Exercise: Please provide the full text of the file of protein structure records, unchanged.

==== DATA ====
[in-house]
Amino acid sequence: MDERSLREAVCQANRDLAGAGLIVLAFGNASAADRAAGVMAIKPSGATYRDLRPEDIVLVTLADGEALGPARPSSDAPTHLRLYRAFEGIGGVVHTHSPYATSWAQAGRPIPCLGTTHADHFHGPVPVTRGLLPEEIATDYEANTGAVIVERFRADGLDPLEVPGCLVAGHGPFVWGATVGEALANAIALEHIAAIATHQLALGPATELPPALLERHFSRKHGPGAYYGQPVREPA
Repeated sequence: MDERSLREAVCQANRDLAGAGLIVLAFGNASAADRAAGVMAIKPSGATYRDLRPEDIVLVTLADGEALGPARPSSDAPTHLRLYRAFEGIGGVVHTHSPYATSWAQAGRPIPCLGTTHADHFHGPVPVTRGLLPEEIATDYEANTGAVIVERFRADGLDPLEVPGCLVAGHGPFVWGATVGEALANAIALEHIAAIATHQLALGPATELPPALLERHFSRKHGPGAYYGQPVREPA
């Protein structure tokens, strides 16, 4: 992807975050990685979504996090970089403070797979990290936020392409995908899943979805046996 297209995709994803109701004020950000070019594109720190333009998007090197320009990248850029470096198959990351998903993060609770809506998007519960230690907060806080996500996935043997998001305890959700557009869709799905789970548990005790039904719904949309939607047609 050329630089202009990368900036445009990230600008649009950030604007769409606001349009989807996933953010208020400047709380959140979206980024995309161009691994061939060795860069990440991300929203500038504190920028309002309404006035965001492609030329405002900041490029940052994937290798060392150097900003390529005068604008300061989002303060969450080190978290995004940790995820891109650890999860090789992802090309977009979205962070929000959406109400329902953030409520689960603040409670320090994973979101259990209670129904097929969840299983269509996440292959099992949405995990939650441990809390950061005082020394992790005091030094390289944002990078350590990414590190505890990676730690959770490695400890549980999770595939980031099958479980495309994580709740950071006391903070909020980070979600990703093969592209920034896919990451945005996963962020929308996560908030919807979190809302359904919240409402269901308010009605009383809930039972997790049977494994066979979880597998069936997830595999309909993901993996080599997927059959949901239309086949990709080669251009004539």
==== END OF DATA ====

[in-house]
Amino acid sequence: MDERSLREAVCQANRDLAGAGLIVLAFGNASAADRAAGVMAIKPSGATYRDLRPEDIVLVTLADGEALGPARPSSDAPTHLRLYRAFEGIGGVVHTHSPYATSWAQAGRPIPCLGTTHADHFHGPVPVTRGLLPEEIATDYEANTGAVIVERFRADGLDPLEVPGCLVAGHGPFVWGATVGEALANAIALEHIAAIATHQLALGPATELPPALLERHFSRKHGPGAYYGQPVREPA
Repeated sequence: MDERSLREAVCQANRDLAGAGLIVLAFGNASAADRAAGVMAIKPSGATYRDLRPEDIVLVTLADGEALGPARPSSDAPTHLRLYRAFEGIGGVVHTHSPYATSWAQAGRPIPCLGTTHADHFHGPVPVTRGLLPEEIATDYEANTGAVIVERFRADGLDPLEVPGCLVAGHGPFVWGATVGEALANAIALEHIAAIATHQLALGPATELPPALLERHFSRKHGPGAYYGQPVREPA
């Protein structure tokens, strides 16, 4: 992807975050990685979504996090970089403070797979990290936020392409995908899943979805046996 297209995709994803109701004020950000070019594109720190333009998007090197320009990248850029470096198959990351998903993060609770809506998007519960230690907060806080996500996935043997998001305890959700557009869709799905789970548990005790039904719904949309939607047609 050329630089202009990368900036445009990230600008649009950030604007769409606001349009989807996933953010208020400047709380959140979206980024995309161009691994061939060795860069990440991300929203500038504190920028309002309404006035965001492609030329405002900041490029940052994937290798060392150097900003390529005068604008300061989002303060969450080190978290995004940790995820891109650890999860090789992802090309977009979205962070929000959406109400329902953030409520689960603040409670320090994973979101259990209670129904097929969840299983269509996440292959099992949405995990939650441990809390950061005082020394992790005091030094390289944002990078350590990414590190505890990676730690959770490695400890549980999770595939980031099958479980495309994580709740950071006391903070909020980070979600990703093969592209920034896919990451945005996963962020929308996560908030919807979190809302359904919240409402269901308010009605009383809930039972997790049977494994066979979880597998069936997830595999309909993901993996080599997927059959949901239309086949990709080669251009004539």